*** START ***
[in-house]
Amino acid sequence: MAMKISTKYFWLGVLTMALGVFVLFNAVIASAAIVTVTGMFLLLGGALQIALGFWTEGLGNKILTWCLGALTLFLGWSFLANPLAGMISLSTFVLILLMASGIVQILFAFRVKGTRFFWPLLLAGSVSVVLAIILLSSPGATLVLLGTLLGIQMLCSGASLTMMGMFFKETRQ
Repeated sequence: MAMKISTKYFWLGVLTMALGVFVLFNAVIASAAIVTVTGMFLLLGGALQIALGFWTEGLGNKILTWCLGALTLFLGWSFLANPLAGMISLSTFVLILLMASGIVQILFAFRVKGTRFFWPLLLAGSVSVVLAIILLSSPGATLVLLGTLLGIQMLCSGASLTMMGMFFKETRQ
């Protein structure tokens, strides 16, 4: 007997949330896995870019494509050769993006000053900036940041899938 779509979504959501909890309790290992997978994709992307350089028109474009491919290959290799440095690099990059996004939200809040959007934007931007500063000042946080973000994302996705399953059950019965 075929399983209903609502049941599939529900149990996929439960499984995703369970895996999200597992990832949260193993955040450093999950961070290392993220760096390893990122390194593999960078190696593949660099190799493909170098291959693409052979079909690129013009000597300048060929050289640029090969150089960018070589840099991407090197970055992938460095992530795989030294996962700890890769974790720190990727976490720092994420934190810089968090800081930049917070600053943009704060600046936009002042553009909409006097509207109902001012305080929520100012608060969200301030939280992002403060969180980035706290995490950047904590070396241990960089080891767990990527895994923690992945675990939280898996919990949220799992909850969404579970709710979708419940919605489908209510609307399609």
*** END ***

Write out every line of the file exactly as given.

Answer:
[in-house]
Amino acid sequence: MAMKISTKYFWLGVLTMALGVFVLFNAVIASAAIVTVTGMFLLLGGALQIALGFWTEGLGNKILTWCLGALTLFLGWSFLANPLAGMISLSTFVLILLMASGIVQILFAFRVKGTRFFWPLLLAGSVSVVLAIILLSSPGATLVLLGTLLGIQMLCSGASLTMMGMFFKETRQ
Repeated sequence: MAMKISTKYFWLGVLTMALGVFVLFNAVIASAAIVTVTGMFLLLGGALQIALGFWTEGLGNKILTWCLGALTLFLGWSFLANPLAGMISLSTFVLILLMASGIVQILFAFRVKGTRFFWPLLLAGSVSVVLAIILLSSPGATLVLLGTLLGIQMLCSGASLTMMGMFFKETRQ
């Protein structure tokens, strides 16, 4: 007997949330896995870019494509050769993006000053900036940041899938 779509979504959501909890309790290992997978994709992307350089028109474009491919290959290799440095690099990059996004939200809040959007934007931007500063000042946080973000994302996705399953059950019965 075929399983209903609502049941599939529900149990996929439960499984995703369970895996999200597992990832949260193993955040450093999950961070290392993220760096390893990122390194593999960078190696593949660099190799493909170098291959693409052979079909690129013009000597300048060929050289640029090969150089960018070589840099991407090197970055992938460095992530795989030294996962700890890769974790720190990727976490720092994420934190810089968090800081930049917070600053943009704060600046936009002042553009909409006097509207109902001012305080929520100012608060969200301030939280992002403060969180980035706290995490950047904590070396241990960089080891767990990527895994923690992945675990939280898996919990949220799992909850969404579970709710979708419940919605489908209510609307399609």